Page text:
NIIGATA — In 1992, Sanzo Onoda and his fellow plaintiffs lost their 18-year legal battle to have one of Fukushima’s nuclear power plants shuttered. He and 400 others originally filed the case against the construction of the Fukushima No. 2 Nuclear Power Plant in 1975, pointing to the dangers of a catastrophe in the event of a major earthquake or tsunami.
The retired high school teacher, who continued to plead fruitlessly with plant operator Tokyo Electric Power Co. (TEPCO) over the safety of the coastal reactors even after the case was dismissed, is now a nuclear crisis refugee here, some 200 kilometers from his home.
“We have no idea when the next major earthquake will come,” says Onoda, 73. “Now is the time to rid ourselves of our dependence on nuclear power.”
In 1975, when the national government gave permission for the building of the No. 1 reactor at the Fukushima No. 2 plant, Onoda decided to take legal action, thinking, “After building the No. 1 plant, TEPCO’s going to construct another one even though it hasn’t yet guaranteed its safety. We are not guinea pigs.” He collected a total of 401 plaintiffs, his coworkers among them, for the class action suit to have the building permit revoked.
The first court decision, handed down in 1984 by the Fukushima District Court, concluded that the government’s safety evaluations were reasonable, and dismissed the case. On appeal in 1990 the Sendai High Court also rejected the suit, citing the proportion of the electricity supply provided by nuclear plants and stating, “In the end, we can do nothing but move ahead with nuclear power.” Finally, in 1992, the Supreme Court added its own dismissal.
And then, on March 11 this year, came one of the most powerful earthquakes ever recorded, and with it the ocean’s murderous assault upon the land. Onoda was in coastal Minamisoma, Fukushima Prefecture, to have his car fixed when the quake struck. The ensuing tsunami waters reached about mid-wheel before Onoda hit the accelerator and sped to higher ground.
When he got home, he found the roof of his house had collapsed. He spent the night in his car, and when he awoke the town’s emergency broadcast system was urging everyone to evacuate. There had been an explosion at the Fukushima No. 1 nuclear plant. The nuclear disaster Onoda had always feared was now unfolding just down the coast.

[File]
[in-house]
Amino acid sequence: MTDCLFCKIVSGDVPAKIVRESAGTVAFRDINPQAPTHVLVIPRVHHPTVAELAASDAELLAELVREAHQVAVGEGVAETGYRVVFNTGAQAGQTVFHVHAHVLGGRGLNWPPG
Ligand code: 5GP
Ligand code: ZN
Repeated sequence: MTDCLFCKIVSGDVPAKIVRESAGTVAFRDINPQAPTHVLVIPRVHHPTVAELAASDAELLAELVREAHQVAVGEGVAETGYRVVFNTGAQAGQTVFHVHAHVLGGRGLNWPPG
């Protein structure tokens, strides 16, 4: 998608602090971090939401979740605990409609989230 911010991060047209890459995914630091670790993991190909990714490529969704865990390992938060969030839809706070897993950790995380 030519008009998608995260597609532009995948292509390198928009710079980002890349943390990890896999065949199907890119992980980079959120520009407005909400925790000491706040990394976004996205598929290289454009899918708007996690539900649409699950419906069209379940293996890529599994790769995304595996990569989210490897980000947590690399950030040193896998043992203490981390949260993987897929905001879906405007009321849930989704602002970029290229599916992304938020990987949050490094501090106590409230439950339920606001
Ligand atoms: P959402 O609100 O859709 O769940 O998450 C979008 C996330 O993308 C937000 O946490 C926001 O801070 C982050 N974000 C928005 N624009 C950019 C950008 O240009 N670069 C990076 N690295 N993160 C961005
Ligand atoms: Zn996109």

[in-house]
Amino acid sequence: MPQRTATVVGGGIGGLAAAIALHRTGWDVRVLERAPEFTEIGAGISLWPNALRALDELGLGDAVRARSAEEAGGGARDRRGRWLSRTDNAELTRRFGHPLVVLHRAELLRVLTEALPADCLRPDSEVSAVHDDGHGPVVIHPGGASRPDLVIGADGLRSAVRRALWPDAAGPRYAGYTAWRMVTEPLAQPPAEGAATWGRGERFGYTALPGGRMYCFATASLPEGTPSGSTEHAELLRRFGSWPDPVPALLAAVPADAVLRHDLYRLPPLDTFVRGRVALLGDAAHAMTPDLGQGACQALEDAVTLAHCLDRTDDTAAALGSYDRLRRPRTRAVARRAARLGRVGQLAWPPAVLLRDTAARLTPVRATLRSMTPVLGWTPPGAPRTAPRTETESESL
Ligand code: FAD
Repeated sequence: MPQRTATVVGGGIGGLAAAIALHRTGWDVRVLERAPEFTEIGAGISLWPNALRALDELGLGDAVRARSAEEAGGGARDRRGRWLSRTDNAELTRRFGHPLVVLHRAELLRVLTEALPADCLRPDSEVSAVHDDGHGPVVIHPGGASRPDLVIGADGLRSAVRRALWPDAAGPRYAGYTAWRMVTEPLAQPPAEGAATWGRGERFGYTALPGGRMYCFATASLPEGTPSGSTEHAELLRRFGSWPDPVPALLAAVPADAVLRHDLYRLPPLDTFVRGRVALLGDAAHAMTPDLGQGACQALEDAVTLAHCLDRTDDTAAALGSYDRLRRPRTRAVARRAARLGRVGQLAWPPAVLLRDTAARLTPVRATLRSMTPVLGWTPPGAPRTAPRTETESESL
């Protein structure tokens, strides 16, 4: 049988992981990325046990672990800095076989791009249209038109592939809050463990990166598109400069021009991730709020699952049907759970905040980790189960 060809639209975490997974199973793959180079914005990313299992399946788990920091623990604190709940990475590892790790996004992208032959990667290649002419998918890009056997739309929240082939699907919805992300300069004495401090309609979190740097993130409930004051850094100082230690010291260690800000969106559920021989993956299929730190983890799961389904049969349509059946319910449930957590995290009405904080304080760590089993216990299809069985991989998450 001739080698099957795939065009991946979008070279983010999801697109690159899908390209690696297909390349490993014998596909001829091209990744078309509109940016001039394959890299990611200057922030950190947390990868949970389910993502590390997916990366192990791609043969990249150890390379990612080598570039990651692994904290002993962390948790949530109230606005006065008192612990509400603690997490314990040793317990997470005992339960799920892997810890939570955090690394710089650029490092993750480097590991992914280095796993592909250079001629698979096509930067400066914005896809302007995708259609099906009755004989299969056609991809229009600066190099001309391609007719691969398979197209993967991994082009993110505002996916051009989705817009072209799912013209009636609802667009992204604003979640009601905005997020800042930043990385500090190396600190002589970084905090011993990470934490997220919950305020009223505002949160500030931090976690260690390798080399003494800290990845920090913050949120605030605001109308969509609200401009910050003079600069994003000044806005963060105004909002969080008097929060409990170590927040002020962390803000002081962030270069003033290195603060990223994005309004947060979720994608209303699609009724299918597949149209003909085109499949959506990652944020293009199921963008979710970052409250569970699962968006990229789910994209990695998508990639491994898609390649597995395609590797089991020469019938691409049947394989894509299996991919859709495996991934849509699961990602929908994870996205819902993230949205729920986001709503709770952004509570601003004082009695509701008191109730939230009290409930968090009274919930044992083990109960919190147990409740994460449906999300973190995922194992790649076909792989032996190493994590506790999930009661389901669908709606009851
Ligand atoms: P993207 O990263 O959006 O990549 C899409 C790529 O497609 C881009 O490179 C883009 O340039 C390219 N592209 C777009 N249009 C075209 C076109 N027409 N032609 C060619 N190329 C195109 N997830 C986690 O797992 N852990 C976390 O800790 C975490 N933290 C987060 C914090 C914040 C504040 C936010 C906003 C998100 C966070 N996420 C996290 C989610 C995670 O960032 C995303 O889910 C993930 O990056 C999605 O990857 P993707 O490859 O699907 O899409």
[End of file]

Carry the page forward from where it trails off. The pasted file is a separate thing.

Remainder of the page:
Onoda spent about a month living with his eldest daughter in the prefectural capital before moving into public housing in distant Niigata to be close to his mother, who suffers from dementia and had been admitted to a hospital in Tokamachi, Niigata Prefecture.
On June 14, he donned one of those now iconic white protective suits and made a one-time visit to his house in the nuclear crisis exclusion zone, but because of the damage to his roof rain water had soaked everything inside.
“The rain was contaminated with radioactive substances, so I couldn’t have used anything even if I’d dried it out,” Onoda says. He took only the most essential items and abandoned the rest.
About the suit he and his fellow plaintiffs filed 36 years ago, Onoda says, “There was no other way to tell people about the dangers of nuclear power but to go to court. When I think about what might have been had the judges opened their ears to what we were saying, I feel so disappointed.”
By the time Onoda’s anti-nuclear plant suit reached its final appeal, there were only 17 plaintiffs left. Some have become nuclear refugees like Onoda, while he has been unable to contact others since the disaster.
“To avoid another nuclear tragedy like this, we need to come up with a plan to switch to natural energy sources as soon as we can,” Onoda says, thinking of the Fukushima home he may never see again.